Hikers visit Elizabethtown Rotary Club

ELIZABETHTOWN — Carol and Lou Plummer visited the Elizabethtown Rotary Club and talked about hiking the Appalachian Trail for their honeymoon in 2013.

Lou Plummer, who is employed by the Harnett County Board of Education, said he and Carol Plummer were married on the first day of their hike.

“I work for a board of education and did not have six months to take off. So I saved up and applied for a leave of absence and got it,” said Lou Plummer.

He presented a Power Point presentation of photos from their hike, one of which showed a photo where he posed with a sign at the foot of Mount Washington in New Hampshire.

Over 100 people have died on this mountain, according to Lou Plummer. He said the couple climbed the mountain on July 4, 2013.

He added that winds that day were about 60 mph when they climbed it.

Plummer said that they also encountered bears and snakes in Virginia.

“Bears don’t eat people, they eat hikers’ food,” said Plummer.

He said that he is often asked if the couple carried a gun or knife and the answer is no. Plummer said those two things are a hazard. He said that he served in an infantry and learned that the weight of a rucksack was important and carrying these items makes the rucksack heavier. Instead the couple carried a single edge razor blade.

Plummer said the trail runs from Springer Mountain, Ga,. to Maine and takes 156 days to hike. He said that 25 percent of trail is in Virginia, but that the mountains of New England were the most beautiful.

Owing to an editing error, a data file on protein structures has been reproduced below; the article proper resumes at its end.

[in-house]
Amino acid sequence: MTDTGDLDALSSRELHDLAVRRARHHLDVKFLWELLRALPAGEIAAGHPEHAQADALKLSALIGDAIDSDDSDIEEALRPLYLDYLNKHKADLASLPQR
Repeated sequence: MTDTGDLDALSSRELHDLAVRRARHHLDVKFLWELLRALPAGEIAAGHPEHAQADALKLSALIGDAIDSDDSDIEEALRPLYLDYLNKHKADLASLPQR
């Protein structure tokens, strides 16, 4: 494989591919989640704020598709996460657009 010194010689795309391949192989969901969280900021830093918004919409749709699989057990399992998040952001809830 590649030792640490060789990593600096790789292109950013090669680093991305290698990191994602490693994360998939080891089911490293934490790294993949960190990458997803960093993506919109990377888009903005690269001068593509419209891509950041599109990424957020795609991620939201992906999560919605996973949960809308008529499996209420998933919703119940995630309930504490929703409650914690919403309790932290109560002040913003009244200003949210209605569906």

He said the couple reached the halfway point on May 5, 2013, in Harper’s Ferry, Va., and the trail ends at Katahdin.

Plummer said that there are 80,000 trail markers between Georgia and Maine and there are 13 autonomous groups taking care of the trails. He said that even with the trails marked, one can get lost. He said there are shelters located just off the trails.

Plummer said the couple would walk between 15 to 20 miles per day.

He said there were places along the trail where one can stop and sleep or stop and eat. He also said that when it would rain, one had to walk in their wet clothes, wet socks and shoes. Plummer said that sometimes the trail would be flooded or washed out and you would have to go off the trail and work your way around.

After the couple completed the trail to Maine they made it back to Harpers Ferry, where they began their journey south.

Plummer said sometimes the couple would sleep in their tent or they would sleep in shelters along the trail. He said they also spent some of their time in Hostels along the trail that folks operated. These could consist of a barn, a room in someone’s basement or house.

Plummer said they began their trip having food and other necessities shipped to them. He said the couple soon decided to not to do that and pick up what they needed along the way. Plummer added water can come from creeks, water pipes or drop out of rocks. He said that there are various ways the water can be purified for drinking.

Plummer said walking the entire trail is equal to climbing Mount Everest 26 times.

He said they encountered a menagerie of animals including bears, moose, porcupine, rattlesnake, ponies in Virginia, deer, and a cow. He said the American Field Mouse is the most feared animal on the trail. Plummer said the mouse will climb into your sleeping bag or even your beard.

Plummer said they prepared themselves for the hike by taking weekends doing backpacking trips.

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